The big twist, that the husband and wife are half-siblings surprised me but also didn’t. I had started suspecting it which I wrote about in one of my journals. I just thought it was suspicious that we knew nothing about the husband we were playing as. Once the cop said the nanny had a flowery name, I knew I was correct.

I will say, I liked how the pocket watch was the key to everything and could actually allow us to time travel in the end. It was cool seeing how the father's death scene happened.

I also loved the clock imagery and how images of clock hands moving forward and backward were used throughout the game. In addition, I liked how the opening screen would sometimes say MINE or LIES. It was a cool little detail.

Honestly, I blame both the father and husband for the entire mess. If the father hadn’t cheated, the husband would never have been born. But also, it begs the question of why did the husband stay with the wife all those years if he knew they were siblings? But I guess in the original loop he didn’t know because of his amnesia. It was all very strange.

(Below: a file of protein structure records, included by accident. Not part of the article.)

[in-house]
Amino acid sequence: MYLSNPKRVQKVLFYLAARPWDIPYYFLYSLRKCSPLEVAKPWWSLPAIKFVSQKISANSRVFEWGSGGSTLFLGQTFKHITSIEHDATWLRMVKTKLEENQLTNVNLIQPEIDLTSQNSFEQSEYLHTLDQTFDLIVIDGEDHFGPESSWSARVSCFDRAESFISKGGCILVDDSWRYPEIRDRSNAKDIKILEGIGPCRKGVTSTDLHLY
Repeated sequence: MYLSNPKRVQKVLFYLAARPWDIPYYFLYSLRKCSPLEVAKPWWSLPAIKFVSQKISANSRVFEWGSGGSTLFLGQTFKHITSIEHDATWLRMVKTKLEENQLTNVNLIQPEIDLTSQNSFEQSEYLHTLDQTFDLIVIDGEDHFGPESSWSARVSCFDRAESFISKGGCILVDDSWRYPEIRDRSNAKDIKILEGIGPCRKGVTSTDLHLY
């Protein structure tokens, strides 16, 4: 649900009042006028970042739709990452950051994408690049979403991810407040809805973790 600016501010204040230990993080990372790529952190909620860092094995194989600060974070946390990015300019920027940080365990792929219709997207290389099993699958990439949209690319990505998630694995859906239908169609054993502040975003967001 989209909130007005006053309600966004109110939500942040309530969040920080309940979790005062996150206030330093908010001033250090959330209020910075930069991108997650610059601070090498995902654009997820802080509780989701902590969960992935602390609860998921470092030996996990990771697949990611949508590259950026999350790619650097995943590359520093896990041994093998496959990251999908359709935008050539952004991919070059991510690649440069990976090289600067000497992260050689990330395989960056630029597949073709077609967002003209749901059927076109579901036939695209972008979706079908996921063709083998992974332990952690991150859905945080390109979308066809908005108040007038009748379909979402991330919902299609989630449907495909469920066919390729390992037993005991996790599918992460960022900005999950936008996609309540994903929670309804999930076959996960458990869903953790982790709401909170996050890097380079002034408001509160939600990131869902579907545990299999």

One thing I was disappointed about was not getting final answers. I want to know if the wife married someone else, if the cop found money for his daughter's treatments, and if the father is still alive. Also, I’d been playing as the main character the entire time and to not see how his life ended up was disappointing. Did he ever find love? Does he talk to the father? Does the wife know the truth or does she just think her ex ghosted her? What’s his life like? Where’s the pocket watch now?

Even after playing, I don’t know the deeper meaning of the game. It could be a commentary on life and how you don’t have any chance of a redo. Maybe it was just a fun game about time loops and family secrets? The message could even revolve around how desperate people can be, like the cop murdering for his daughter and the husband staying with the wife despite knowing the truth. Who knows.

Overall, Twelve Minutes was a super fun and interesting game about time loops and human nature. I would recommend it to all. It’s also taught me an important lesson.

Twelve minutes pass by quickly when death is at your door. So use every single second, all 720 of them.

Photo by Anne Nygård on Unsplash